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Healthcare Workers CompensationWorkers Compensation for Health Care Workers Injured on the Job

We all rely on health care workers, such as nurses and doctors, to keep us healthy and to support us when we are injured or ill. Unfortunately, these workers also have a surprisingly high rate of workplace-related injuries. In fact, health care injuries are among the most common of all professions in the private sector. Health care workers are more likely to be injured on the job than coal miners and many other seemingly “more dangerous” occupations.

Why Are Health Care Worker Injuries So Common?

There many reasons why health care workers are especially prone to on-the-job accidents and injuries, such as:

  • They are exposed to toxins and contagious diseases at work
  • They may have to lift heavy patients from beds to gurneys or assist heavy patients to the bathroom
  • They may face patient ire or anger during stressful times, which can mean they are vulnerable to workplace violence
  • They may be prone to repetitive strain injury through long hours of work
  • They work very long hours and shifts, often standing fear long periods of time, which can result in injury
  • They work in a high-stress environment, which can result in errors and injuries
  • They work with dangerous equipment, including needles, radiation equipment and more

Common Health Care Worker Injuries

Health care worker injuries can include significant injuries resulting from slip and falls. Health care workers also are subject to injuries to the shoulders, neck, hips, knees and back as they work long hours standing up and moving around as well as lifting heavy patients. When health care workers stand for extended periods of time in the surgery room, the emergency room or on long shifts, they may face injuries to the back and feet. Another common injury involves stick injuries caused by syringes. Exposure to contagious diseases, biohazards and radiation are also common injuries for these workers. Many health care workers also suffer carpal tunnel syndrome because of the long hours they spend working with their hands and doing fine motor work, such as surgery or giving needles.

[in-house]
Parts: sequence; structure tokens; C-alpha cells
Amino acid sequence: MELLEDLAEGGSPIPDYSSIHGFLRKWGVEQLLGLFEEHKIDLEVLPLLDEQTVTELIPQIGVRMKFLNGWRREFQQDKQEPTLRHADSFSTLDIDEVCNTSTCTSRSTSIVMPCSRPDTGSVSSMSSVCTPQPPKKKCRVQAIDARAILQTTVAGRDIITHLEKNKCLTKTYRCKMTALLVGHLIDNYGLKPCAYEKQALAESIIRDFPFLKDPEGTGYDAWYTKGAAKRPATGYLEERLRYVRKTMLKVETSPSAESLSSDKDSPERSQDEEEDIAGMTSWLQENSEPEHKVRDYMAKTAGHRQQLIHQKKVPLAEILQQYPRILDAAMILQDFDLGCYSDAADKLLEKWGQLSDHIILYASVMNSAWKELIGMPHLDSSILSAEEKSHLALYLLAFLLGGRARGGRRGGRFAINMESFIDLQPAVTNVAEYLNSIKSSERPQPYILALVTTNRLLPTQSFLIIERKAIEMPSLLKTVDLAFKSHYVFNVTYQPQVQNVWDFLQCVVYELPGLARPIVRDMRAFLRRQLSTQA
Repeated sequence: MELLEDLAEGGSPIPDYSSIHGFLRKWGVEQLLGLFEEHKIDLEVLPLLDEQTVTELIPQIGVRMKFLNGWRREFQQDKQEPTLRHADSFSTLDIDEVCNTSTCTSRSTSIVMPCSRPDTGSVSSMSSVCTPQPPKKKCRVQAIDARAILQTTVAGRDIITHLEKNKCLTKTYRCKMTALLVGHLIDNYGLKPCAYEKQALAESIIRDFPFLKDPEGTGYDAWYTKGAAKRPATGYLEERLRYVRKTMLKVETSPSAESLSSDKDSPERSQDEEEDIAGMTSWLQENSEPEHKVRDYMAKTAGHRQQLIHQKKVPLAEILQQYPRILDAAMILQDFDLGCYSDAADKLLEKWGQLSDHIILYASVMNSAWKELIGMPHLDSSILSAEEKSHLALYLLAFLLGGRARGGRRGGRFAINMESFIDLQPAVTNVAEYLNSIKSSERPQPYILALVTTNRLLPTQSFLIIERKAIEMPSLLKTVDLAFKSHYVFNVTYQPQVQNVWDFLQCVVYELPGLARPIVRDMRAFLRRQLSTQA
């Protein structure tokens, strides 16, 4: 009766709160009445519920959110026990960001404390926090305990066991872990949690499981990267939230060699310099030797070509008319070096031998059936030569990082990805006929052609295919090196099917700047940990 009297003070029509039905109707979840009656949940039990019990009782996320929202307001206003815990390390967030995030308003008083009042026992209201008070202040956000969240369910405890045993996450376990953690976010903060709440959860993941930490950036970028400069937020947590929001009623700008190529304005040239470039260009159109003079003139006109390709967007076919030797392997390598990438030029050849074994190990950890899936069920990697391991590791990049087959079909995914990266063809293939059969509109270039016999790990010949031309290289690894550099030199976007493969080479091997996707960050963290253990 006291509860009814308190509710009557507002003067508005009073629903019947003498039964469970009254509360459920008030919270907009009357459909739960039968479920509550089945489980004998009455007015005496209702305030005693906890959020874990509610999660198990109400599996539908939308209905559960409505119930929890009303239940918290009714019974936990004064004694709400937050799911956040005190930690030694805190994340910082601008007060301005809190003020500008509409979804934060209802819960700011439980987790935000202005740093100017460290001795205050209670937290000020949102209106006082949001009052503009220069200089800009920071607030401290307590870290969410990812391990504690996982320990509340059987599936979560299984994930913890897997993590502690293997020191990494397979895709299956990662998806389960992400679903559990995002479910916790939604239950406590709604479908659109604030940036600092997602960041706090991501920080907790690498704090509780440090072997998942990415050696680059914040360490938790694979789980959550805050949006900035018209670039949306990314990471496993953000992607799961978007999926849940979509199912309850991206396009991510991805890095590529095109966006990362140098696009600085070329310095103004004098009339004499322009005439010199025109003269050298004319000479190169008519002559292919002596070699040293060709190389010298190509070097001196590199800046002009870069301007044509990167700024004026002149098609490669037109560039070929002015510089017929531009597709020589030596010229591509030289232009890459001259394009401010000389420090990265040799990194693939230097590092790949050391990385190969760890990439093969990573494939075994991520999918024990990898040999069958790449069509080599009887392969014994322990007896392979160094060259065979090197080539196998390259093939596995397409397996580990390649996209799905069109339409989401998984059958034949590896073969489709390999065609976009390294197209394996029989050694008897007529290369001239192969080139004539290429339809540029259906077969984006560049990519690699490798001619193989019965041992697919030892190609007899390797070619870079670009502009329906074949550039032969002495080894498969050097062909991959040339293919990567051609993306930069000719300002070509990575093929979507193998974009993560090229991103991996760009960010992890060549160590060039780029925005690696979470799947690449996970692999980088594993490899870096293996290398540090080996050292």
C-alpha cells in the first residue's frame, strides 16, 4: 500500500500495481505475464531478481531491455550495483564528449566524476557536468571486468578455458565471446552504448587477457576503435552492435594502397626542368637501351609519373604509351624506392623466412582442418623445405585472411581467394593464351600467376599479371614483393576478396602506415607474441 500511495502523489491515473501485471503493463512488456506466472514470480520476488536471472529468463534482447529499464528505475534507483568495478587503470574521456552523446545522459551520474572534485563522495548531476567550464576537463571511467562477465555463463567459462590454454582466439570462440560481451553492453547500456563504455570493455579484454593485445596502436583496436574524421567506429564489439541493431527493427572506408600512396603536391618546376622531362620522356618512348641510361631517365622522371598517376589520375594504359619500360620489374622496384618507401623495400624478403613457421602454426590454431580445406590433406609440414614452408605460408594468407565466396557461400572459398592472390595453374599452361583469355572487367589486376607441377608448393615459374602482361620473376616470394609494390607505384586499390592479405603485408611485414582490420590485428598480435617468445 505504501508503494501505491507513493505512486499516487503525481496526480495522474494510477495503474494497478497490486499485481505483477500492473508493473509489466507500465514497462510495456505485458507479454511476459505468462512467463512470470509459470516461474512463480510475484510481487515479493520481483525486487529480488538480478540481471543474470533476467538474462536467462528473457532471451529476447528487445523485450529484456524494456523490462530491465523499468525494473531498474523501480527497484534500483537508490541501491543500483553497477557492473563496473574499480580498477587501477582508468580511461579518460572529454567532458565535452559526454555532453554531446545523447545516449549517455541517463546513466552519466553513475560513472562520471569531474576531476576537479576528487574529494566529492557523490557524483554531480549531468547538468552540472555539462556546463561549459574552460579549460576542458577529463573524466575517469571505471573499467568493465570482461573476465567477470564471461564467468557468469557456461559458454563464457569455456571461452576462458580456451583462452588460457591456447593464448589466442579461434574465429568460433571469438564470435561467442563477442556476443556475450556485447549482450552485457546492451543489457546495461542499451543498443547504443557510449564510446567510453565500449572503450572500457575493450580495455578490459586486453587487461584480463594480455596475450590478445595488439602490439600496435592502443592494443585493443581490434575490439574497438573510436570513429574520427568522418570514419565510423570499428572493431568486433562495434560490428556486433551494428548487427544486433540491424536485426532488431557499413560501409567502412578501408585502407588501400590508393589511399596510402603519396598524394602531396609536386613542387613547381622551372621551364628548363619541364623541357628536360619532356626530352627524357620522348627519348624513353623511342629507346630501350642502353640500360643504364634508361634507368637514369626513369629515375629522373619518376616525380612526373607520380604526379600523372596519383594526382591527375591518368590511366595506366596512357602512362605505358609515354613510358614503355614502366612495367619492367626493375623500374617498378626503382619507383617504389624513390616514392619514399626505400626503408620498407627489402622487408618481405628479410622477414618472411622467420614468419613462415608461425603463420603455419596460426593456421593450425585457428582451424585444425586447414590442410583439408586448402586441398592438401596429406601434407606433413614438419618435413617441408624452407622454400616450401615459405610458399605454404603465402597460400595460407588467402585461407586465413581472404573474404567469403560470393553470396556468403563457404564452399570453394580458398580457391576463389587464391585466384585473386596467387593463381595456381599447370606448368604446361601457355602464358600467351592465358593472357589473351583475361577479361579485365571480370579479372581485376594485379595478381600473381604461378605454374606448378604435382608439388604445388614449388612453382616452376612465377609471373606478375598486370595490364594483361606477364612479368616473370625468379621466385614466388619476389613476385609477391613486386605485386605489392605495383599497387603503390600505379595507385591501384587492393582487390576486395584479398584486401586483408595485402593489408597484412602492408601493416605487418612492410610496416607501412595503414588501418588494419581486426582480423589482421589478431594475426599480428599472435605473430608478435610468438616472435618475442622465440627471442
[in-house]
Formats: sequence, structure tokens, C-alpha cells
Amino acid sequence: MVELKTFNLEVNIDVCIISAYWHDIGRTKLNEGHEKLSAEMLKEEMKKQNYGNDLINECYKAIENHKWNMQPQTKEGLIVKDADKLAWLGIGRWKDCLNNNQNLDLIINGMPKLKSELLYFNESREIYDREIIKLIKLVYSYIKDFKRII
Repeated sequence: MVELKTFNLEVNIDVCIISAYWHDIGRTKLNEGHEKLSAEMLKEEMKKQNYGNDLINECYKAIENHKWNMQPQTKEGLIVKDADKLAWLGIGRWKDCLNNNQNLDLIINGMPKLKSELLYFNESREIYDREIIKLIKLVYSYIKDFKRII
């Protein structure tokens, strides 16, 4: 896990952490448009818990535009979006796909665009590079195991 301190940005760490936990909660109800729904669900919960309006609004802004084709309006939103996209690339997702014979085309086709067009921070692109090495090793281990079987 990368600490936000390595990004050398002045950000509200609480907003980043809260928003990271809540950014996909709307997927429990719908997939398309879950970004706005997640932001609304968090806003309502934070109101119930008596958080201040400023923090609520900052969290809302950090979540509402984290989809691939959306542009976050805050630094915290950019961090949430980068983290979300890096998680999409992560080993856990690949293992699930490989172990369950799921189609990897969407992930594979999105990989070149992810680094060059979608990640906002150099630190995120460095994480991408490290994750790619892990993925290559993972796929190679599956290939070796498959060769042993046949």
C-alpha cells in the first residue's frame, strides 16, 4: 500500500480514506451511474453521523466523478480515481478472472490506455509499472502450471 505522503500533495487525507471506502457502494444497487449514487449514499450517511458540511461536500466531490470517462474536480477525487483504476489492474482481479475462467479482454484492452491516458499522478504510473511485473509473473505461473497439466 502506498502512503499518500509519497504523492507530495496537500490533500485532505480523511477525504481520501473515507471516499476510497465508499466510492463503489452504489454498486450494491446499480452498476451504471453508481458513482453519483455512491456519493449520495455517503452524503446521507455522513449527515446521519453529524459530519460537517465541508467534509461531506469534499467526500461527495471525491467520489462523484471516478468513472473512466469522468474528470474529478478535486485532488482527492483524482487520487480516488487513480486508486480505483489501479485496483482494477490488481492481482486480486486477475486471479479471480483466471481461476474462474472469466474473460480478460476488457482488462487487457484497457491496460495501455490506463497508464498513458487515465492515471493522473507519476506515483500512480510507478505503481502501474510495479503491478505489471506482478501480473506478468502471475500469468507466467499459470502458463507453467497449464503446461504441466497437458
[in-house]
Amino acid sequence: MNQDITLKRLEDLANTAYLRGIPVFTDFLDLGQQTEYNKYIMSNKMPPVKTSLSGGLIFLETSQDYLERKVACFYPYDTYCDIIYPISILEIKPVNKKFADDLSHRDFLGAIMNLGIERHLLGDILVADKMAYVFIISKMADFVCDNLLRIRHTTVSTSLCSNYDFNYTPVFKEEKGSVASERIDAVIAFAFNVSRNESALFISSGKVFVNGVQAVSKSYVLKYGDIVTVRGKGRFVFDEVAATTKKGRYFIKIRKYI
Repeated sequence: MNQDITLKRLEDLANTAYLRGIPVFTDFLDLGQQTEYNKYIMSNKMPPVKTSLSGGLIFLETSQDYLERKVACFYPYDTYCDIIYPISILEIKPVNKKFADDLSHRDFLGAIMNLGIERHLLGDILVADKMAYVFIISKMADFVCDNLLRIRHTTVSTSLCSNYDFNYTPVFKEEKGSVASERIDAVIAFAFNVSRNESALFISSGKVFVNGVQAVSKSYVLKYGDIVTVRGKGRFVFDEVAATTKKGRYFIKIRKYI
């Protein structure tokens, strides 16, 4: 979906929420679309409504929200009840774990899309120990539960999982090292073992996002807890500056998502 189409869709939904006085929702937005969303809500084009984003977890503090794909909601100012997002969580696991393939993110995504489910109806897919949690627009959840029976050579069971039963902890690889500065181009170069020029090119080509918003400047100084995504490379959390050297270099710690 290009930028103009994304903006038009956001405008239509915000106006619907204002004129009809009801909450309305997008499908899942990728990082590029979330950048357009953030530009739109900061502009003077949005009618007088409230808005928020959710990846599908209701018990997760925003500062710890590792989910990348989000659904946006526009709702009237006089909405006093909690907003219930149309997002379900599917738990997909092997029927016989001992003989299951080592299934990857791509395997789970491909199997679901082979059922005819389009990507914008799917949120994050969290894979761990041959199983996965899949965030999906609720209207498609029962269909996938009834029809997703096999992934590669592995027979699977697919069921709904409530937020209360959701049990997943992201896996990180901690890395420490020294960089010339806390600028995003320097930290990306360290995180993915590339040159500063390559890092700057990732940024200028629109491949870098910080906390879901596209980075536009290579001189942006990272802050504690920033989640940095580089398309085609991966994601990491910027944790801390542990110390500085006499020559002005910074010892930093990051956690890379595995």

The stress of this job can also mean workers can suffer from depression as well as mental health challenges and even posttraumatic stress syndrome caused by a high stress work environment.

Health Care Workers Do Have Options

If you work in a health profession and have been injured on the job, you do have options. You may qualify for workers’ compensation if your work-related injuries prevent you from doing your job. You may also want to explore all your options with a workers’ compensation attorney to ensure you get the benefits you are entitled to. Getting correct benefits ensures you can work on healing so you can return to work in good physical condition for your demanding job.

To speak to a workers’ compensation attorney about the benefits you qualify for, contact My Comp Lawyers. Our attorneys are certified worker’s compensation specialists and we don’t charge you for an initial consultation or for case management, potentially saving you thousands of dollars.